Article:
The University of Winnipeg is part of a community that is hurting with homelessness, addiction, and crime. According to the Winnipeg Police Service, almost 10,000 crimes were reported in the area in a year (March 2023-2024), just over 2500 of them being violent crimes. Because of these statistics, the University of Winnipeg administration focuses heavily on security, using patrolling, CCTV cameras, and safe ride/ safe walk services as its main responses to these statistics. Despite these efforts, security incidents on campus prevail, the last reported incident on the website dating back to April 21st. What might result, instead, if we started to think of the safety of the whole community rather than the security of the U of W campus? What if we stopped building a fortress and started working toward building a community? 

North End Connect: Transformative Research Toward Digital Inclusion

Shauna MacKinnon with Joel Templeman and Shanleigh Chartrand

North End Connect was established during the COVID-19 pandemic by organizations situated on Selkirk Avenue. They were concerned about the pandemic’s impact on low-income households in the neighbourhood who were further disadvantaged because they did not have access to the internet. They wanted to better understand the challenges related to digital exclusion and identify potential solutions. In 2021 Joel Templeman, Executive Director of the Internet Society (Manitoba Chapter) and graduate student at the University of Calgary approached the MRA for support for the research component of this community-led project. Since then, North End Connect has moved from research to action, working in collaboration with the community toward its digital inclusion goals. 

The MRA wanted to learn more about North End Connect’s transformative research approach and the status of the project. MRA Principal Investigator Shauna MacKinnon spoke with Joel Templeman and Shanleigh Chartrand about North End Connect. Their conversation is below, edited for length.

Adult Basic Education in Manitoba: “It’s Like, Life Changing!”

What could lead people to say such things as, “I can physically, like on every level, physically, emotionally, mentally, spiritually, feel myself changing and transforming,” and “my peers, they see a difference, they see me more open and, you know, thinking about future endeavours and what I want to do”?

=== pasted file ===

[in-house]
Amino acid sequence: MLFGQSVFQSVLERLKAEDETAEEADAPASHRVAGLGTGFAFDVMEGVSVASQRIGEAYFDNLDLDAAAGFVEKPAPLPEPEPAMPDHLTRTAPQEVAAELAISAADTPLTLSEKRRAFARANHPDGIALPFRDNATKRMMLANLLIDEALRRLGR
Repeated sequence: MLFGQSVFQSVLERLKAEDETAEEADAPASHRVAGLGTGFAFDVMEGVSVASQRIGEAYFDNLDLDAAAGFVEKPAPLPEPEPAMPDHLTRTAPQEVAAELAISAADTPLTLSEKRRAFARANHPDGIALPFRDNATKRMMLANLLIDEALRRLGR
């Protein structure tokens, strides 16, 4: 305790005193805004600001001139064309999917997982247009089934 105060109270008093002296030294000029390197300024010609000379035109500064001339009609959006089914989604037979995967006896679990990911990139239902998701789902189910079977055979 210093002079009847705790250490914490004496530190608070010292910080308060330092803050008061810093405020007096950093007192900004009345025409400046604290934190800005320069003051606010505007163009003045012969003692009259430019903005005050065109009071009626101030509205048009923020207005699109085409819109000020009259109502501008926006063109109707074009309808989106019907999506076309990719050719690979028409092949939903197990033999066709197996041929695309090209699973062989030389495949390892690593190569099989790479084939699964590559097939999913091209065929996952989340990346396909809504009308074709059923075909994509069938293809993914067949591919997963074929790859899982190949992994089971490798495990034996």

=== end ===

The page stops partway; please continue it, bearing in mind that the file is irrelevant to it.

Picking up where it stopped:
These are the voices of adult learners working to earn their mature high school diploma in Adult Learning Centres in Manitoba, as portrayed in Kevin Nikkel’s documentary short film, Live and Learn, supported by the Manitoba Research Alliance. To make the short film, which premiered at the April 19, 2024 Adult Secondary Education Council (ASEC) conference in Winnipeg, Nikkel interviewed 34 adult learners and 14 teachers in Adult Learning Centres at 12 different sites in northern Manitoba, southern Manitoba, Portage la Prairie, Brandon and Winnipeg. 

Cuts to community groups would send wrong message

Previously published in the Winnipeg Free Press June 25, 2024

Call to Action!

Half-measures not good enough

Previously published in the Winnipeg Free Press Saturday May 18, 2024

Conflict as the result of intolerable pain

By Steve Rauh

The disastrous human losses in Israel and Gaza are not the consequences of justifiable war or unjustifiable terrorism.  They are the inevitable outcome of generations of untreated trauma experienced by all the people in the region.  Untreated trauma, especially collective trauma, often results in dangerous, hurtful and thoughtless behaviours.  

Six Questions About the Future of Portage Place

Previously published in the Winnipeg Free Press April 29, 2024

True North has stated they plan to bulldoze the Edmonton Street atrium. What will become of the food court and other public gathering places between the two proposed towers?

Political pragmatism vs. poverty reduction

Previously published in the Winnipeg Free Press April 22, 2024


IN its first budget, the NDP has adhered closely to the pragmatic instincts that won them last fall’s election. The budget includes investments in health care, cuts taxes for middle income Manitobans and sets out a plan for eventually reducing the deficit.

Budget 2024 falls short in addressing Canada’s low-income housing crisis: Implications for Manitoba